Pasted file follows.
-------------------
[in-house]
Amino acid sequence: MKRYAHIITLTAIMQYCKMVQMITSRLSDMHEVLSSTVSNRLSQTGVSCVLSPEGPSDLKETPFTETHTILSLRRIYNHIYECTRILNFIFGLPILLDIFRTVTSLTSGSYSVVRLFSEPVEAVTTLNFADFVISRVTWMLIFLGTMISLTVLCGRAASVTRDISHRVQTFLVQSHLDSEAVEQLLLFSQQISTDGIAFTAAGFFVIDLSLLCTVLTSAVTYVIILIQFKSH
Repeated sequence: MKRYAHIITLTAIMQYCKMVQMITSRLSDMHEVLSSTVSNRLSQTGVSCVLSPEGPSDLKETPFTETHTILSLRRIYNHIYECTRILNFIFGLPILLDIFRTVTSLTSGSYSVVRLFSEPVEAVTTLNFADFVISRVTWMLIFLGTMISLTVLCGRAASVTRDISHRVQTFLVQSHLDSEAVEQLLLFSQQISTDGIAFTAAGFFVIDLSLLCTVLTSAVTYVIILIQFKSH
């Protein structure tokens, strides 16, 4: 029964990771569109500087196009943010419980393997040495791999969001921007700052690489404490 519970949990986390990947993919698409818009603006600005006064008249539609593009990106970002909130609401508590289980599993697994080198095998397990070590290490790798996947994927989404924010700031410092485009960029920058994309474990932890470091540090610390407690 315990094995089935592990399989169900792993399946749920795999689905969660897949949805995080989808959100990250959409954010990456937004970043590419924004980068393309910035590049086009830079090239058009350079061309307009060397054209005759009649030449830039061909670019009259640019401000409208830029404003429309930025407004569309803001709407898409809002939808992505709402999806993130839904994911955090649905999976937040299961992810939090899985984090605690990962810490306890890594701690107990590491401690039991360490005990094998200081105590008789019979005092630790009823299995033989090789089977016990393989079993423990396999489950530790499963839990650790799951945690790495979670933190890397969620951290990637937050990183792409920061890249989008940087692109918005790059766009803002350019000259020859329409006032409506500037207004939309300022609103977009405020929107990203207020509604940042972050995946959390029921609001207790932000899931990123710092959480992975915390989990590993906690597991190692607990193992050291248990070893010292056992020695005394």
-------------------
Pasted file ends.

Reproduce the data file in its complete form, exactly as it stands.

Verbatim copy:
[in-house]
Amino acid sequence: MKRYAHIITLTAIMQYCKMVQMITSRLSDMHEVLSSTVSNRLSQTGVSCVLSPEGPSDLKETPFTETHTILSLRRIYNHIYECTRILNFIFGLPILLDIFRTVTSLTSGSYSVVRLFSEPVEAVTTLNFADFVISRVTWMLIFLGTMISLTVLCGRAASVTRDISHRVQTFLVQSHLDSEAVEQLLLFSQQISTDGIAFTAAGFFVIDLSLLCTVLTSAVTYVIILIQFKSH
Repeated sequence: MKRYAHIITLTAIMQYCKMVQMITSRLSDMHEVLSSTVSNRLSQTGVSCVLSPEGPSDLKETPFTETHTILSLRRIYNHIYECTRILNFIFGLPILLDIFRTVTSLTSGSYSVVRLFSEPVEAVTTLNFADFVISRVTWMLIFLGTMISLTVLCGRAASVTRDISHRVQTFLVQSHLDSEAVEQLLLFSQQISTDGIAFTAAGFFVIDLSLLCTVLTSAVTYVIILIQFKSH
């Protein structure tokens, strides 16, 4: 029964990771569109500087196009943010419980393997040495791999969001921007700052690489404490 519970949990986390990947993919698409818009603006600005006064008249539609593009990106970002909130609401508590289980599993697994080198095998397990070590290490790798996947994927989404924010700031410092485009960029920058994309474990932890470091540090610390407690 315990094995089935592990399989169900792993399946749920795999689905969660897949949805995080989808959100990250959409954010990456937004970043590419924004980068393309910035590049086009830079090239058009350079061309307009060397054209005759009649030449830039061909670019009259640019401000409208830029404003429309930025407004569309803001709407898409809002939808992505709402999806993130839904994911955090649905999976937040299961992810939090899985984090605690990962810490306890890594701690107990590491401690039991360490005990094998200081105590008789019979005092630790009823299995033989090789089977016990393989079993423990396999489950530790499963839990650790799951945690790495979670933190890397969620951290990637937050990183792409920061890249989008940087692109918005790059766009803002350019000259020859329409006032409506500037207004939309300022609103977009405020929107990203207020509604940042972050995946959390029921609001207790932000899931990123710092959480992975915390989990590993906690597991190692607990193992050291248990070893010292056992020695005394």